While it originated in large-scale manufacturing, continuous improvement principles now reach into virtually every industry. Businesses are always looking to drive additional value to customers and improve efficiency.
Continuous improvement programs can produce big results and have a significant impact on your bottom line, but they can also be costly and disruptive.
For this reason, many businesses shy away from engaging in full-scale continuous improvement programs and prefer to adopt incremental approaches that minimize disruption while still providing gains. In this post, we want to provide four tips for getting process optimization started and sustained in your business.
Start with the Easiest Business Improvement Opportunity
While this approach may seem obvious, many businesses don’t know where to begin with continuous improvement. Leaders in the company may be familiar with lean or agile management approaches, but where do you start? This is especially true in environments that have large interactive and complex processes.
Businesses should start with the optimization opportunities that require the smallest effort but can yield big results. Look for processes that haven’t been modernized in a long time or where you see a lot of inefficiencies. In these cases, even the smallest optimizations can get you started on your way.
Engage Your Entire Team
Continuous improvement programs are most successful where they are fully embedded within company culture, but this type of cultural change within an organization doesn’t happen overnight. Because of how long it can take, the efforts need to be sustained across the team, which means that you need to engage everyone in your team. Getting people bought into changing processes, lean, agile, or other operations management approaches can be difficult – people are resistant to change.
But, if you show them the benefits of the change, and frame it so that it speaks directly to them, then you’ll have more success.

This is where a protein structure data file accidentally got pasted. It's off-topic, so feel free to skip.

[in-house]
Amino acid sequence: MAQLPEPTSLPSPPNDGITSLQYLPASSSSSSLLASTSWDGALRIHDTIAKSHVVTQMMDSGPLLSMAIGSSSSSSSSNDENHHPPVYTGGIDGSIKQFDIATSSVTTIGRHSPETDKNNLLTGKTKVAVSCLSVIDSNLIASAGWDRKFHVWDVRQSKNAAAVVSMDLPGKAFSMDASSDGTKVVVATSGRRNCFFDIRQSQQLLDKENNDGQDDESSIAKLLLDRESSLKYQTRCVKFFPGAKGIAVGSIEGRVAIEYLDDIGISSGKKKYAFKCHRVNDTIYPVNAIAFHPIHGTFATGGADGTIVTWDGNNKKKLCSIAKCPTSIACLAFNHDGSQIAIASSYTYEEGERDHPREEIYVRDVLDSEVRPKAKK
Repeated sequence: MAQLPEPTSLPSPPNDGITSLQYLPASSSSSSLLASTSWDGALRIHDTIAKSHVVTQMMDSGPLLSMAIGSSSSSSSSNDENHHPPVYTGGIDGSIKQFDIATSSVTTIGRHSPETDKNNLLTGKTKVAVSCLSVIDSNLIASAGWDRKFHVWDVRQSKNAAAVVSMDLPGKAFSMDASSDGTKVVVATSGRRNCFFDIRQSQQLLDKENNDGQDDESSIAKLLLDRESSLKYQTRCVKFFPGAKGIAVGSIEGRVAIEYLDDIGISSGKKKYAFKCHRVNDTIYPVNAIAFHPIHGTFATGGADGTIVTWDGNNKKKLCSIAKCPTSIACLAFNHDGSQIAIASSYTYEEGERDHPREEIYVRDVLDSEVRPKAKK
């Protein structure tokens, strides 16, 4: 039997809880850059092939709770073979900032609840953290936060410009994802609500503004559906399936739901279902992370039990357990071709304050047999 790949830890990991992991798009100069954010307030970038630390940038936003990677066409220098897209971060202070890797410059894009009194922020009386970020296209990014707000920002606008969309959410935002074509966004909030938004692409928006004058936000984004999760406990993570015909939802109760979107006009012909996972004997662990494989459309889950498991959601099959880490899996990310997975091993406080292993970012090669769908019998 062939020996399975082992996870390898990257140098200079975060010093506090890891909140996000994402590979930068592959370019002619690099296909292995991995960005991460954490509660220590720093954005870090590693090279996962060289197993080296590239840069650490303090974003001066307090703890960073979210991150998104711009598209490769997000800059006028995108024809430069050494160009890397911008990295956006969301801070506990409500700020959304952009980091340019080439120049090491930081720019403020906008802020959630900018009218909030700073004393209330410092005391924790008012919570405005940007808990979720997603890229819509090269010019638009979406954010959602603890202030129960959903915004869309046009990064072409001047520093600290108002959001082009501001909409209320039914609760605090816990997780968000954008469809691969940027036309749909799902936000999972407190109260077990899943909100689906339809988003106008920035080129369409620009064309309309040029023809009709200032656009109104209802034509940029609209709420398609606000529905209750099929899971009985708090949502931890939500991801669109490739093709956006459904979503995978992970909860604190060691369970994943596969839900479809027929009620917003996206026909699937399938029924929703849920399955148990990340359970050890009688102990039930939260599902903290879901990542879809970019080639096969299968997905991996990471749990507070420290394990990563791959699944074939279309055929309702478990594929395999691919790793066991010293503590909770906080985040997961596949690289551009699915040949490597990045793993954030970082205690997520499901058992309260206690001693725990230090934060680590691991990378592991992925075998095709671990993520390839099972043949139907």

Show your team members where there are inefficiencies and how those inefficiencies specifically impact their job and role.
- Where are people frustrated?
- What tasks are annoying, redundant, or difficult to complete because of inefficiencies?
- How would these people benefit from process optimization?
Getting everyone involved early will help you create sustainable cultural change within the organization.
Embrace the Continuous Nature of Continuous Improvement
Continuous improvement is ongoing. Processes should never be considered fully optimized – there’s always room for more improvement, and there’s always going to be new processes or other changes that need to be considered. Avoid going into process optimization with an idea of what the outcome should look like – start by understanding the inefficiencies, how and why the process functions, and how it can be improved.
Continuous improvement is really all about incremental gains.
Companies that engage in radical change too quickly often find that it’s unsustainable. By focusing on smaller improvements on a continuous basis, you’ll be able to make more sustainable impacts over time.
Let Others Lead
Many times, Continuous improvement leaders in companies are the experts and they want to lead the entire process. While elements of this are true, you need to let everyone in your company engage with process optimization, regardless of their title or function. Most often, the individuals performing the function and working through the process are the best suited to give you feedback on what works and what doesn’t. They’ll also be able to identify how process changes will impact them and give you perspective on how a process change will operate in a live environment.
By letting others lead the process with you, you’ll be able to gain greater insight into the process you’re trying to optimize, which will give you a better ability to improve the process and reduce the chance of disruption.
Resources for Continuous Improvement
Canadian businesses have access to a number of funding programs that can support the implementation of a continuous improvement initiative. If you’re engaging with a third party, providing training across your team, or purchasing new systems to help manage processes, you may be able to access training grants to help offset the costs and increase the return on your investment.
To learn more about government funding programs to support workforce development, please register for an upcoming Hiring and Training Grants webinar.
These free government funding sessions will cover trends in government funding programs, identify specific grants and incentives worth applying for, and explain how to optimize the funding identification and application process.